In an earlier post on neo-conservatism and the idea of democracy promotion, I questioned Franklin Foer's suggestion that neo-conservatism in foreign affairs set its face against Clintonian "liberal internationalism". I argued that the differences between Clintonian and "Wolfowitzian" idealism were pragmatic rather than rooted in principle. One of my reasons for doing so was my belief that there is precisely a liberal internationalist case for democracy-promotion in the Middle East. Peter Beinart, responding in the New Republic to the co-founders of MoveOn, agrees:
I want Democrats to make defeating totalitarian Islam their defining passion because I believe that it is liberalism, guided by its best traditions--not "neoconservative ideology"--that can make Muslims free and Americans safe.
And Michael Ignatieff's liberal optimism about the prospects for democracy in Iraq remains intact (just):
Pessimists say the U.S. is imposing democracy at gunpoint in Iraq, but the evidence is that millions of Kurds and Shia, and some Sunnis as well, passionately want free elections in their country. There is no reason that American soldiers cannot help them ensure a relatively free electoral process just as they have helped out in Afghanistan. This moment, frightening and precarious as it is, is the last chance Iraqis have to exit from the black tunnel of Ba'athist rule and the chaos of incipient civil war.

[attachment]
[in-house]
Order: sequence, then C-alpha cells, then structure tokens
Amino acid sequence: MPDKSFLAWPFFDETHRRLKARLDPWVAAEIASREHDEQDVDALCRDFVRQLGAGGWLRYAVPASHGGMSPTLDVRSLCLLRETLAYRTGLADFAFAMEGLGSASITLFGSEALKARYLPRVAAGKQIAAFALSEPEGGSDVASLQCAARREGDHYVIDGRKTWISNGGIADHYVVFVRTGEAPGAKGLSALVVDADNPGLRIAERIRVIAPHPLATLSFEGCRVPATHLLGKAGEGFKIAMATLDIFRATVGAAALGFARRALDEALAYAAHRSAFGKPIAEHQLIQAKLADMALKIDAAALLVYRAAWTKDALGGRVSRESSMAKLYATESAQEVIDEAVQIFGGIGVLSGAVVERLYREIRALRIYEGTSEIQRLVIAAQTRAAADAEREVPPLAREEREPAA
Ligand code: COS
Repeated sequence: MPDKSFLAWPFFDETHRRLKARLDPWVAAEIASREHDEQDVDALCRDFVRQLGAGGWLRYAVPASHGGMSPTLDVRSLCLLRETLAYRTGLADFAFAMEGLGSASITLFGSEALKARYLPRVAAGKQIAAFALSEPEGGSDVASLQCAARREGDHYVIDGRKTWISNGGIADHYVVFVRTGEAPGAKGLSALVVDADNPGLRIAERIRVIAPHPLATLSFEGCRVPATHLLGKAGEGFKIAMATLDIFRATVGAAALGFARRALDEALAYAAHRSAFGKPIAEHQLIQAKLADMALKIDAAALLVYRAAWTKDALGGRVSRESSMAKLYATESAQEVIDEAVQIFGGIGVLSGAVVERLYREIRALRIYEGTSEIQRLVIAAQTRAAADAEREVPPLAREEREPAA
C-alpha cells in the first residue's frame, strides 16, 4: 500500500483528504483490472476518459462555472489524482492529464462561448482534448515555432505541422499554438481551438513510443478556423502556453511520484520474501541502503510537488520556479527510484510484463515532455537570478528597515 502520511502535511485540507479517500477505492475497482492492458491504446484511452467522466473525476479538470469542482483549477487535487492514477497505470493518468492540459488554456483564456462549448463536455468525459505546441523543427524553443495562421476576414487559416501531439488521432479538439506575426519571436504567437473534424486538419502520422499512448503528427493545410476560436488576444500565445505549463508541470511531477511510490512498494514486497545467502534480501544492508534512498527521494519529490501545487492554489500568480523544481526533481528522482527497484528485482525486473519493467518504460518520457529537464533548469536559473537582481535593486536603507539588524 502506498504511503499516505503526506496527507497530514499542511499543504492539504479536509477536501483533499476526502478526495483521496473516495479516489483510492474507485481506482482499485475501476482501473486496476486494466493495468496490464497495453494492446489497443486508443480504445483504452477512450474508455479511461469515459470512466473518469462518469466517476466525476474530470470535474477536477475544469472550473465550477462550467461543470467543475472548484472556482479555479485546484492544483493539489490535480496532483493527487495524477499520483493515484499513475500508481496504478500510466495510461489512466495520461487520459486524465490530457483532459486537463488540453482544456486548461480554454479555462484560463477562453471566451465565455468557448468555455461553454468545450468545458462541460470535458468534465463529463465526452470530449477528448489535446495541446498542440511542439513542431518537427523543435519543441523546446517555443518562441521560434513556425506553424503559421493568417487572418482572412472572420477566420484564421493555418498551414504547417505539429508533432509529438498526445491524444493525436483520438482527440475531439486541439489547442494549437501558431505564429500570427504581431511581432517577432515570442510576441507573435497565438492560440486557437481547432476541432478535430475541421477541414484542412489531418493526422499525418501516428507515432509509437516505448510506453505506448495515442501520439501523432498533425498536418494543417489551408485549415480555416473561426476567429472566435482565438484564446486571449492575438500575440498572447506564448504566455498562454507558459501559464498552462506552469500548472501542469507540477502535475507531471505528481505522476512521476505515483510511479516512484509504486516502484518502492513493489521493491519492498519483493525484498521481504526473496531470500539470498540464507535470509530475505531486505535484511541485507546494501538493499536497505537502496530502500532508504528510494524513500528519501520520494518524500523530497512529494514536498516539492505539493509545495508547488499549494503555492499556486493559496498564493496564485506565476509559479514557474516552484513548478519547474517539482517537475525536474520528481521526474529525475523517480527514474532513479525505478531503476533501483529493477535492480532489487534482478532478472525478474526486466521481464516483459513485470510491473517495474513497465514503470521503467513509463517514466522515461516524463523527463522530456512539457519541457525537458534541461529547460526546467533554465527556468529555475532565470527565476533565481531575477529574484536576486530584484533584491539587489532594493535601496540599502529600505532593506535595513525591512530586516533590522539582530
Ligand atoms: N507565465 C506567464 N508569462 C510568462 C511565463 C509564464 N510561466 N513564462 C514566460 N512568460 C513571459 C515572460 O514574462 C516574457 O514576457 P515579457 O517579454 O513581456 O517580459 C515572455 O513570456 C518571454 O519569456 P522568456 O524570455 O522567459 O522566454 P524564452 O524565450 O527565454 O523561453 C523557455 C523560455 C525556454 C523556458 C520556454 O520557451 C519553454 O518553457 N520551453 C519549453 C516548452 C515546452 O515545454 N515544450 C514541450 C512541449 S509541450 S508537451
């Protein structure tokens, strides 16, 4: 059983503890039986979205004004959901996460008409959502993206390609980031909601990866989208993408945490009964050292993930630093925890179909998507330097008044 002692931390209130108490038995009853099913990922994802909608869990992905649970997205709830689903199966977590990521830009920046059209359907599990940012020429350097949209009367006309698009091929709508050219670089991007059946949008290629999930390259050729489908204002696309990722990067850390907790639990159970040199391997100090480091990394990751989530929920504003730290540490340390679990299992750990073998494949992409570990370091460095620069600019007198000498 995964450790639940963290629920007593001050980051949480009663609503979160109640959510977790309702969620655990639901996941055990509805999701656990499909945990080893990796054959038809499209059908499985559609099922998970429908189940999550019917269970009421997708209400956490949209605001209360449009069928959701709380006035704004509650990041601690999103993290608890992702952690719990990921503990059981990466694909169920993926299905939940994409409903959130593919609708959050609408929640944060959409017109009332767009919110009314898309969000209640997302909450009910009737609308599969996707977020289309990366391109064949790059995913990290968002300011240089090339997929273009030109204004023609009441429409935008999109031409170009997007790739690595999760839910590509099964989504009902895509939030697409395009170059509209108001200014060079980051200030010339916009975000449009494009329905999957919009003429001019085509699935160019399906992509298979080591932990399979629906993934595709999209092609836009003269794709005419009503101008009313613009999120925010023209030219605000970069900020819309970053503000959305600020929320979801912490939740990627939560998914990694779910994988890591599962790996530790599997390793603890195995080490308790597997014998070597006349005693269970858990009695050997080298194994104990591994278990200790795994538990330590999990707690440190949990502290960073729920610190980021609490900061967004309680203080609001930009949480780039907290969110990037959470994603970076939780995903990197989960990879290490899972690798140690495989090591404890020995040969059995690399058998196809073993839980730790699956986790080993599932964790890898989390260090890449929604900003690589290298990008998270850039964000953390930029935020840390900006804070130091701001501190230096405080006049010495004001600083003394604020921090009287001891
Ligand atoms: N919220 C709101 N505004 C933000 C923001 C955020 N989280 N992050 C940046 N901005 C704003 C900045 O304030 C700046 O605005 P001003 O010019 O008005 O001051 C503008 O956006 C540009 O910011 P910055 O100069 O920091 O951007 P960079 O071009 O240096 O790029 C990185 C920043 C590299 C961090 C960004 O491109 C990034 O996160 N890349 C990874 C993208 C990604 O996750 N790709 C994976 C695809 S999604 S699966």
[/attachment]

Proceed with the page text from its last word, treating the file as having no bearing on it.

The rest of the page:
[T]he most noteworthy thing about Flew's neo-Deism is that this is a belief with no cash value. Obviously, the origins of life on earth are somewhat mysterious given our current state of empirical science. Nevertheless, nothing follows from believing that, in some mysterious way, a Higher Power created life as opposed to believing that the origins of life fit into the naturalistic scheme somehow but that how, exactly, it fits in is a bit mysterious. The entire apparent significance of Flew's change of heart rests on the fact that the "God" concept is, in contemporary society, deeply resonant of associations with Christian, Jewish, Islamic, etc. theology. But the stance Flew is advocating actually has nothing whatsoever in common with the world's great religions. Instead, its upshot is, for all intents and purposes, the same as the upshot of atheism. If I decided that Flew was right, I wouldn't start behaving differently in any way, or even need to modify my beliefs about any other subject.